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Nov 2007-Panama

Oct 2006-Northern Costa Rica

June 2006-Tehuantepec, El Salvador, Honduras, Nicaragua

April 2006-Mainland Mexico

Nov 2005-Mazatlan

Sept 2005-Summer in the Sea

April 2005-La Paz

March 2005-The Pacific Baja

Jan 2005-A month in San Diego

Dec 2004-Catalina Island

Nov 2004-Santa Barbara to Marina del Rey

Oct 2004-Half Moon Bay to Moss Landing

Oct 2004-Leaving SF

September 2004-We've sold the house!

August 2004-Working on the boat

Our new motto:
When the rains fall in the tropics,
Go land cruising!

After 3 years cruising Mexico and Central America, it was quite a production to pack ourselves up for an extended trip to the U.S. The boys, having only known travel via boat or car, first needed to be crate trained.

It took 10 days navigating through a highly developed and well entrenched Panamanian bureaucracy to obtain the needed International Health Certificates for Max and Myer.

When all was said and done, we had two very well behaved pups and a whole ream of paperwork.

We spent three great months visiting family, friends and some of our favorite old stomping grounds.

The boys became very familiar with car travel.

Thank you to everyone who housed, fed and entertained us! We had a ball. But it was good to get back home on Serenity and cruising on the water again.

Our plans (written in sand, of course) were to stick around the Panama City area, cruising the Las Perlas Archipelago and Panama’s western islands.

Our home base has been the Balboa Yacht Club on the Pacific side of the canal.

One of the most exciting things about being at the Balboa Yacht Club is meeting cruisers from all over the world.

Want to be a world cruiser but don’t own a boat? Come to Panama City. You’re sure to get a crew position somewhere. We met one 60+ year old woman who is traveling around the world acting as crew, cook and laundress on other boats.

Panama City is also a good place for boat repairs. Many cruisers get hauled out at the Balboa Yacht Club’s rail tracks.

Can you spot Paul playing linehandler below?

Notice how level the deck is in the picture above. All done by Tito’s eye.

Mostly, however, cruisers arrive at Panama City to reprovision and then make the transit through the canal. It is always easy to spot the boats who are just about to transit or who have just completed the transit.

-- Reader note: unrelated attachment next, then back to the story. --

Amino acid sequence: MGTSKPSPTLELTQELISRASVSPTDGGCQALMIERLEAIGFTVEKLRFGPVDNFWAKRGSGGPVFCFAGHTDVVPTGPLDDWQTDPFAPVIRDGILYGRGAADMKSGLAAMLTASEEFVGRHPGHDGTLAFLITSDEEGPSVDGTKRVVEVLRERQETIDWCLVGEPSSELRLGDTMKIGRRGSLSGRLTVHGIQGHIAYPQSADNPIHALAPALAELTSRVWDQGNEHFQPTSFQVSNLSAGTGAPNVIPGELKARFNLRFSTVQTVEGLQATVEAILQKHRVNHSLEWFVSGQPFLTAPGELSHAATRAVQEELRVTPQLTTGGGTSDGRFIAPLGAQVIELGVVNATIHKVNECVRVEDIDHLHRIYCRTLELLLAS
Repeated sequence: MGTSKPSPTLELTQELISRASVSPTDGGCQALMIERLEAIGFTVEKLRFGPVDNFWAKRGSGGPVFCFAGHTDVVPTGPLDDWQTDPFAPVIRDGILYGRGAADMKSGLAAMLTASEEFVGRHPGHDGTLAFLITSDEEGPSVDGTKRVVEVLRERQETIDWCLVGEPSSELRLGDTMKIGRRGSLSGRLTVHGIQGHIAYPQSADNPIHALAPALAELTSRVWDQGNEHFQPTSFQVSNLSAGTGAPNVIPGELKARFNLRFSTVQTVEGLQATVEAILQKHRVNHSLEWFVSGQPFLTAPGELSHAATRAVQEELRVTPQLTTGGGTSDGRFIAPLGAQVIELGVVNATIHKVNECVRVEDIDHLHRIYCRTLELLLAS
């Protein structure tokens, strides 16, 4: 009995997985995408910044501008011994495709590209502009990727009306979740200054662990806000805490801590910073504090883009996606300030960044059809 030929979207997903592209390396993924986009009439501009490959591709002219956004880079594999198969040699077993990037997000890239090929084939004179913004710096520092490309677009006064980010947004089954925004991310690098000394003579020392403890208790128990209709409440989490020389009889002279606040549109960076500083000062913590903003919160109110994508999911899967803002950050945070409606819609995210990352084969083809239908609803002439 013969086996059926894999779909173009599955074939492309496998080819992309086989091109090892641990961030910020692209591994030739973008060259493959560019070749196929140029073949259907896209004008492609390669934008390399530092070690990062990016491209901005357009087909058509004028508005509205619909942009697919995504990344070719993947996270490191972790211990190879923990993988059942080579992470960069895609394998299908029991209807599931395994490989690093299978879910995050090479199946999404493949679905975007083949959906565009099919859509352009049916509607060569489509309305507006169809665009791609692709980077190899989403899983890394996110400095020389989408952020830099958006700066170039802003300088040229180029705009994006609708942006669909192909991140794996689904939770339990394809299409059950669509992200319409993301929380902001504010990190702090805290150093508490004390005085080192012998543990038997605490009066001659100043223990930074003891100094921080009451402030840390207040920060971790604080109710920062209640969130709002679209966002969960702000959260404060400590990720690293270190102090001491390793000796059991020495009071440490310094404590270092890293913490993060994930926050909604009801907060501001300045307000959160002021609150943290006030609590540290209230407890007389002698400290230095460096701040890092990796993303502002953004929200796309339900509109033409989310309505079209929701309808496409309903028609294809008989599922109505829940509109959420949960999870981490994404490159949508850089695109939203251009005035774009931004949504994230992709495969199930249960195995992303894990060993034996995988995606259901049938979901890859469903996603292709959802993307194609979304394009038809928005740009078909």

It costs a few dollars to buy the tires, then a few more to off load them from your boat. Although at the height of the season (December through March), you might be able to get them for free just to save someone else the bother of disposal!

We’ve used some of our time in Panama to take care of repairs.

We heard of a man in Colon who could do sail repairs, so we took the opportunity to ride the Panama Canal Railway to Colon on the Atlantic side of the canal.

Our first stop in Colon was to deliver the sail to sail maker Manual Pretelt.

Our usual Panama City taxi driver, Israel, had driven to Colon with the sail in the truck of his taxi and then met us at the Colon train station to deliver the sail to Manual. After the business was done, he gave us a tour of the city of Colon. What was once a magnificent city is now blighted and dangerous.

Our return to Panama City (via Israel’s taxi) included a side visit to the new and beautiful (but isolated) Shelter Bay Marina on the Colon side of the Canal. (

The land route to the marina includes crossing over the canal at the Gatun Locks.

One day, we took a fascinating day trip up the Gamboa River to visit a village of the indigenous Embera Drua Indians. We drove by car into the jungle and met some representatives of the village who were waiting for us with their traditional mode of transportation: Cayucos.

It was a fascinating day spent with these indigenous people who are trying to keep their traditions alive and vibrant in the midst of a modern society.

Panama is rich with history and proud of their heritage. The month of November is their Patriotic Month with several “independence days” (independence from Spain, independence from Columbia . . . ) celebrated with many parades, carnivals and festivities.

Panama City is a large and vibrant metropolis.

We have been in Panama over one year already!

We’ve seen the mangoes flower and ripen.

And a new crop of cashew nuts develop.

We hope to continue to explore Panama, watching those cool ships come through the canal until it is our turn.

Some very special people in our lives.

Dr. Evelia Gomez. A life saver.

Aneida, who came to the hospital to cut Paul’s hair. No Cost!

Not all who wander are lost.

Copyright © 2008 Shaimas. All rights reserved. Last updated 2 November, 2008